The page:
If it were a demand side problem, gas prices should be lower now than they were this time last year, as the demand is down (due to the record prices).
Demand is down and now prices are down.

Notice NOTHING was done about speculation and prices have dropped.

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08-07-2008 11:41 PM  9 years agoPost 24
Rob_T

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Don't start your victory dance just yet

The timing also coincides with the house saying they wanted to start an inquiry into the impact of speculation on oil prices. Maybe the smart money is exiting now before the rush?

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08-07-2008 11:43 PM  9 years agoPost 25
kryptik

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So you mean this has been just another bubble? But...but...but, I thought the sky was falling...

If everyone is thinking alike, someone isn't ...

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08-07-2008 11:53 PM  9 years agoPost 26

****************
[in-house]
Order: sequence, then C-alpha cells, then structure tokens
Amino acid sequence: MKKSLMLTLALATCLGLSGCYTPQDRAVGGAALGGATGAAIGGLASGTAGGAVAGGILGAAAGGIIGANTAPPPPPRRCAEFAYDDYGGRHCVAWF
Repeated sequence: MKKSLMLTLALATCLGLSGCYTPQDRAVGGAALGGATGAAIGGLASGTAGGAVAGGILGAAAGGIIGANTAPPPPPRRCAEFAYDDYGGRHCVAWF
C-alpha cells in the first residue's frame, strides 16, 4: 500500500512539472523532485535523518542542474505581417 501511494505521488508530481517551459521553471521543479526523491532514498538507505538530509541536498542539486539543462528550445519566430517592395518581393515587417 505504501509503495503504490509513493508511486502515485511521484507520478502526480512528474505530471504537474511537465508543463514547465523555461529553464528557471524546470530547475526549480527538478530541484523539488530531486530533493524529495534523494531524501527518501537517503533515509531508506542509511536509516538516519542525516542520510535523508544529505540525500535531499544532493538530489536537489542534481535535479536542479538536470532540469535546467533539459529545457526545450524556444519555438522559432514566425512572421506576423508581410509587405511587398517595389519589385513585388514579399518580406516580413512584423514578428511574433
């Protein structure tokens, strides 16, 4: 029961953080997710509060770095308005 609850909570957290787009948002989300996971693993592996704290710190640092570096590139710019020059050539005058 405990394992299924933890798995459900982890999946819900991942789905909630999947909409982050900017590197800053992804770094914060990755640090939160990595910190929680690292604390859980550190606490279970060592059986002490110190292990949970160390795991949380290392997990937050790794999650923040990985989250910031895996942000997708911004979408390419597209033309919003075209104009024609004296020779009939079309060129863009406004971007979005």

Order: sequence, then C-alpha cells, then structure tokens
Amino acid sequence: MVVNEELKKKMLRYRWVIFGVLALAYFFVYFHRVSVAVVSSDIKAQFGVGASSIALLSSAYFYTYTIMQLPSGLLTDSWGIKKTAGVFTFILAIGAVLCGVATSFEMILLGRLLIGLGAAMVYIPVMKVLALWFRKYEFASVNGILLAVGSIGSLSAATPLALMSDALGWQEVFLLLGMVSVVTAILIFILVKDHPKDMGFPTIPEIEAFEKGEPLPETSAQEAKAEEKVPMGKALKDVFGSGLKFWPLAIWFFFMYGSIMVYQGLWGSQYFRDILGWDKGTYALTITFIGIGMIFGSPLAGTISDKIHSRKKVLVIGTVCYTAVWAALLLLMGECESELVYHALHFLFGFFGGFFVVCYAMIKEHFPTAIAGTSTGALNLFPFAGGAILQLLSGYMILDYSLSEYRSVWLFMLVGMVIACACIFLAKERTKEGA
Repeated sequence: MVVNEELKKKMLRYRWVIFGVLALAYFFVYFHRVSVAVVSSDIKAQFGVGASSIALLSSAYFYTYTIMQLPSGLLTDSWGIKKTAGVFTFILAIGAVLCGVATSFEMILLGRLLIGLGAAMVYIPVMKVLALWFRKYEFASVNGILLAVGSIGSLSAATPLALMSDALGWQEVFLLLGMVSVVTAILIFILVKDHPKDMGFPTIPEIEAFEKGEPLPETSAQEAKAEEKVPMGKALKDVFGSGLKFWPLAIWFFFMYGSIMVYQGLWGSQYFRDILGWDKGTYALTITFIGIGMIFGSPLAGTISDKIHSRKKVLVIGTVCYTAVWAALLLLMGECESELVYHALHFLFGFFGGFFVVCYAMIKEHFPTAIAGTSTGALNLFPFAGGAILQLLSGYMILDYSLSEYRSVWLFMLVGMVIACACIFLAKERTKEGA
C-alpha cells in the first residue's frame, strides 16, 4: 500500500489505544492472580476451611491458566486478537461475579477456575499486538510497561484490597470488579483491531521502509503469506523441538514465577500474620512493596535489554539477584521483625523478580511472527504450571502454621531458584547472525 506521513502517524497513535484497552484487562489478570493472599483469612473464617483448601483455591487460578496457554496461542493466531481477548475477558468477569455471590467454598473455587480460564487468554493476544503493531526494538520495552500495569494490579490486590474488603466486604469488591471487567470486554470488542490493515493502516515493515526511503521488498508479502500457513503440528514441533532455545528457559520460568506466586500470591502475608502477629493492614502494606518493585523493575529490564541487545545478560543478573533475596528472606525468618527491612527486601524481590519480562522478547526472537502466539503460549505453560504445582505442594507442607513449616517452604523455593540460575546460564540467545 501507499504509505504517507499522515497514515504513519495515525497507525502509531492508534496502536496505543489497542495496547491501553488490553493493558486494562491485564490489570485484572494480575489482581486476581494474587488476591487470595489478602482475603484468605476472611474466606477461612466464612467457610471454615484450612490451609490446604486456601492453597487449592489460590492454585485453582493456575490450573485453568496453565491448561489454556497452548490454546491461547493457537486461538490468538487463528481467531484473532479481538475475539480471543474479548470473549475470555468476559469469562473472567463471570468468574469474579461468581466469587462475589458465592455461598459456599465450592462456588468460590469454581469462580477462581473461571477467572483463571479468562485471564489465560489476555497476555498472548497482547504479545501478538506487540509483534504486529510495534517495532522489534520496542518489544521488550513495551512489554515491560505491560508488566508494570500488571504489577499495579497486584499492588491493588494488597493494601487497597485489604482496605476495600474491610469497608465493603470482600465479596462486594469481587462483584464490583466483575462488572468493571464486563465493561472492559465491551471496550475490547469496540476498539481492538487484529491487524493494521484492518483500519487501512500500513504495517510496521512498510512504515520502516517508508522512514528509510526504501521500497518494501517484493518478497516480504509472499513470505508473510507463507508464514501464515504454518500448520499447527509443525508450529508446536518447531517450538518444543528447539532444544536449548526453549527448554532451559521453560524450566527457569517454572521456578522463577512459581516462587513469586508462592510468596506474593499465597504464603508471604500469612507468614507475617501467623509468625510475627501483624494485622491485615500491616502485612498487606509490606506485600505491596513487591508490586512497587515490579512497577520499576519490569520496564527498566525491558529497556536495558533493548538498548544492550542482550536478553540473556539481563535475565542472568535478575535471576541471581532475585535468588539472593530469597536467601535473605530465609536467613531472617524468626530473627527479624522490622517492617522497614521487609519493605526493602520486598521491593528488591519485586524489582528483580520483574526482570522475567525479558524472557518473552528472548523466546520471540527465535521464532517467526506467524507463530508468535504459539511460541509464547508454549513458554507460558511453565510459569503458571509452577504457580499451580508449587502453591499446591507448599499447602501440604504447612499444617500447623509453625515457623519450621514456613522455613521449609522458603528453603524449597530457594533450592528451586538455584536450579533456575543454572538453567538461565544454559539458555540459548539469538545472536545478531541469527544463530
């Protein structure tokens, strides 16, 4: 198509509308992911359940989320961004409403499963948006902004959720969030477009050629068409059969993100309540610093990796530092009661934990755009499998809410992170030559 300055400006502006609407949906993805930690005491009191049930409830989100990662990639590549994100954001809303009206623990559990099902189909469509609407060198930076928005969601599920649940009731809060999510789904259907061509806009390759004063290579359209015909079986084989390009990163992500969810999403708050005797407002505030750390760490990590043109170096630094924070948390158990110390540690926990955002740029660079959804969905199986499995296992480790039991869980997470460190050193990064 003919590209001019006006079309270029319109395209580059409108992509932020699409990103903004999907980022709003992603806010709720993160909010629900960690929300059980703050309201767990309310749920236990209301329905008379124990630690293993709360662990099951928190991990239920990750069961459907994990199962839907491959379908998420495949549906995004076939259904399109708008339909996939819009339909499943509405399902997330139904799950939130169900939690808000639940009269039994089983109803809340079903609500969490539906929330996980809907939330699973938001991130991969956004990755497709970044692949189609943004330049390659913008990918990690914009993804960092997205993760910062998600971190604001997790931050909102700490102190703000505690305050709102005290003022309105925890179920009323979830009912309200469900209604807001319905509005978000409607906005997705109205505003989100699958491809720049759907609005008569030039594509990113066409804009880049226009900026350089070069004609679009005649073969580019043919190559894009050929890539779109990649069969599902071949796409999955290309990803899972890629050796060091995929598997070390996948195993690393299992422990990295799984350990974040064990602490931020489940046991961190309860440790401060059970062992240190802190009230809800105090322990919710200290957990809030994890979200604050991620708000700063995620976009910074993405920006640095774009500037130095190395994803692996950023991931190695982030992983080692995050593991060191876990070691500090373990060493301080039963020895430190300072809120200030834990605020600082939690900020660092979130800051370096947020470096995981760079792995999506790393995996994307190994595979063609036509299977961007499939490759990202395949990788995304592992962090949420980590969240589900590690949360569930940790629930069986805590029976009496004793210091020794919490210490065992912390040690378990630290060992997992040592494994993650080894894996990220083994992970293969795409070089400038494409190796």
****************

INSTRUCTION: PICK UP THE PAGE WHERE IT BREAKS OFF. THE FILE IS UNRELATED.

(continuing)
RonHill

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Rob_T

The timing also coincides with the house saying they wanted to start an inquiry into the impact of speculation on oil prices. Maybe the smart money is exiting now before the rush?
Nothing they did was illegal, so no reason to bail early. Occam's razor seems to point out that since demand has fallen, like you have been saying, that prices would fall as well.

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08-08-2008 12:25 AM  9 years agoPost 27
Rob_T

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It doesn't need to be illegal to make bailing early the smart move. If the problem is excess speculation all you need is any reasons to start a trend reversal which will then create it's own inertia - just like a short squeeze or a bull run.